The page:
While it is true that in the present case the applicant’s representative was served only with the record of the oral judgment rather than with a copy of the judgment itself, the Court is nevertheless of the opinion that its case-law as set out above applies by analogy. It reiterates in this context that the six-month rule contained in Article 35 § 1 not only pursues the aim of ensuring legal certainty, it also affords a prospective applicant time to consider whether to lodge an application with the Court. The Court notes that the record of the oral judgment sent to the applicant’s representative contained the Regional Court’s reasoning, thus allowing the applicant to make an informed decision as to the specific complaints and arguments to be raised in an application to the Court. Moreover, domestic law (Article 8:79 of the General Administrative Law Act) stipulated that the record of the oral judgment be sent to the applicant.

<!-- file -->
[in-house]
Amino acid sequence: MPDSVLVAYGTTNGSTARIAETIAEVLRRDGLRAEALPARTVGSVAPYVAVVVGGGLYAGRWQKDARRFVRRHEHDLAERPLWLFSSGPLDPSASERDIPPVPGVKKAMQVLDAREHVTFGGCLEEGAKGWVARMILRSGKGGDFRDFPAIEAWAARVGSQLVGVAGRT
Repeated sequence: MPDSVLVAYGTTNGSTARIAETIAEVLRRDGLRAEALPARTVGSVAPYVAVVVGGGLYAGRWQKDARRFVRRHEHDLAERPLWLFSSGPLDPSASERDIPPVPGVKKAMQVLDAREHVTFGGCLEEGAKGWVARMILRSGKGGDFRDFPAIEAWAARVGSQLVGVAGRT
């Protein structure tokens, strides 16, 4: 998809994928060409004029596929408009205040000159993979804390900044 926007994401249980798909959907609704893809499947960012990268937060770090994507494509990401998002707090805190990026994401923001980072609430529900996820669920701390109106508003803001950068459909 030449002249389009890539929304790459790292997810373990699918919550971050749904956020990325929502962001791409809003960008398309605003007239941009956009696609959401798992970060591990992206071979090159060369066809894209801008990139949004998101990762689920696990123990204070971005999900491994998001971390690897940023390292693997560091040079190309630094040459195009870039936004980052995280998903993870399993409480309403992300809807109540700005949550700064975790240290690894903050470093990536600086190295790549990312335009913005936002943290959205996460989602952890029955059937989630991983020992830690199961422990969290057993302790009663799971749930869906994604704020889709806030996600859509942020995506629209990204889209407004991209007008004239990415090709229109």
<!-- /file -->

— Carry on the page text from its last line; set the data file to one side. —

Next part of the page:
In these circumstances the Court agrees with the applicant that the six-month period started to run on 8 October 2000. Accordingly, the application was introduced in time.

For these reasons, the Court dismisses the Government’s objection.

2.  Exhaustion of domestic remedies

(a)  Remedies following the State Secretary of Justice’s decision of 4 January 2000

The Government submit, in so far as the application is directed against the State Secretary of Justice’s decision of 4 January 2000 dismissing the applicant’s request for a revision of the decision of 8 December 1998, that the applicant failed to make use of the domestic remedies provided in the General Administrative Law Act against such a decision, to wit the lodging of an objection with the State Secretary and, if necessary, of a further appeal to the Regional Court. Had the applicant lodged such an objection, the report of Amnesty International’s Medical Examination Group could then have been taken into consideration as the examination of an objection by the State Secretary was ex nunc in character.